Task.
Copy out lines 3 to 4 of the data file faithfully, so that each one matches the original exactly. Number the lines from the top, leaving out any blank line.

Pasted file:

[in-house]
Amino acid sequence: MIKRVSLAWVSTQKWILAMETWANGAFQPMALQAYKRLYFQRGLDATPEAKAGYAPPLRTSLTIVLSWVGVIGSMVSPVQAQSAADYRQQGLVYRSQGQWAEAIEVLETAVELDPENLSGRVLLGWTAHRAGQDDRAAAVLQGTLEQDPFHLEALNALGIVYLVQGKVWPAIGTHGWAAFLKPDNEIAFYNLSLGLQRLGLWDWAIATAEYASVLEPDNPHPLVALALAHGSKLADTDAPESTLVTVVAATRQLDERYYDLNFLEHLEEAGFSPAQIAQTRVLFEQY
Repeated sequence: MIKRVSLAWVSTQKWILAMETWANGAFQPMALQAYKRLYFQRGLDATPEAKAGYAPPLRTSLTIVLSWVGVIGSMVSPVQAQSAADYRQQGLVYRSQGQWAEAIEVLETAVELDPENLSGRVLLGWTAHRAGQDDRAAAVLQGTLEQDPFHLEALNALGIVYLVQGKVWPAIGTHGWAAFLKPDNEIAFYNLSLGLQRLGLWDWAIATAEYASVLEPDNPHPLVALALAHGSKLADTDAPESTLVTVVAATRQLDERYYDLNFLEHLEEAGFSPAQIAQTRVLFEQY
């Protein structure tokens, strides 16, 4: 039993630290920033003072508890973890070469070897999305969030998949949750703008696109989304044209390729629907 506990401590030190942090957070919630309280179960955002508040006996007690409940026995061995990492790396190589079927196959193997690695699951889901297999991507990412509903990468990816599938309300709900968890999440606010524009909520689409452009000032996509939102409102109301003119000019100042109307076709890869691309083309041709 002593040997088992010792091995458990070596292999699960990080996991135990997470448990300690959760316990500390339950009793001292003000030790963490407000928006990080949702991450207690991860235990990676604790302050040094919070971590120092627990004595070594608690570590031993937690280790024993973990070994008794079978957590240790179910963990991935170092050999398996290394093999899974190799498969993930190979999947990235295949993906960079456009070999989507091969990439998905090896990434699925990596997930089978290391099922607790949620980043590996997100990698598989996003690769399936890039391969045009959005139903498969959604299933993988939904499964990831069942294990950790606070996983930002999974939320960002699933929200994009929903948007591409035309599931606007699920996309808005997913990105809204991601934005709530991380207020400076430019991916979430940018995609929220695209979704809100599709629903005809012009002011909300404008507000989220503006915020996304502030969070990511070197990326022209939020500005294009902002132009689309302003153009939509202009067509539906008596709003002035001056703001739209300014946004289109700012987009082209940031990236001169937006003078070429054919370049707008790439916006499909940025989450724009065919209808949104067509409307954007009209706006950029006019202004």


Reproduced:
Repeated sequence: MIKRVSLAWVSTQKWILAMETWANGAFQPMALQAYKRLYFQRGLDATPEAKAGYAPPLRTSLTIVLSWVGVIGSMVSPVQAQSAADYRQQGLVYRSQGQWAEAIEVLETAVELDPENLSGRVLLGWTAHRAGQDDRAAAVLQGTLEQDPFHLEALNALGIVYLVQGKVWPAIGTHGWAAFLKPDNEIAFYNLSLGLQRLGLWDWAIATAEYASVLEPDNPHPLVALALAHGSKLADTDAPESTLVTVVAATRQLDERYYDLNFLEHLEEAGFSPAQIAQTRVLFEQY
């Protein structure tokens, strides 16, 4: 039993630290920033003072508890973890070469070897999305969030998949949750703008696109989304044209390729629907 506990401590030190942090957070919630309280179960955002508040006996007690409940026995061995990492790396190589079927196959193997690695699951889901297999991507990412509903990468990816599938309300709900968890999440606010524009909520689409452009000032996509939102409102109301003119000019100042109307076709890869691309083309041709 002593040997088992010792091995458990070596292999699960990080996991135990997470448990300690959760316990500390339950009793001292003000030790963490407000928006990080949702991450207690991860235990990676604790302050040094919070971590120092627990004595070594608690570590031993937690280790024993973990070994008794079978957590240790179910963990991935170092050999398996290394093999899974190799498969993930190979999947990235295949993906960079456009070999989507091969990439998905090896990434699925990596997930089978290391099922607790949620980043590996997100990698598989996003690769399936890039391969045009959005139903498969959604299933993988939904499964990831069942294990950790606070996983930002999974939320960002699933929200994009929903948007591409035309599931606007699920996309808005997913990105809204991601934005709530991380207020400076430019991916979430940018995609929220695209979704809100599709629903005809012009002011909300404008507000989220503006915020996304502030969070990511070197990326022209939020500005294009902002132009689309302003153009939509202009067509539906008596709003002035001056703001739209300014946004289109700012987009082209940031990236001169937006003078070429054919370049707008790439916006499909940025989450724009065919209808949104067509409307954007009209706006950029006019202004």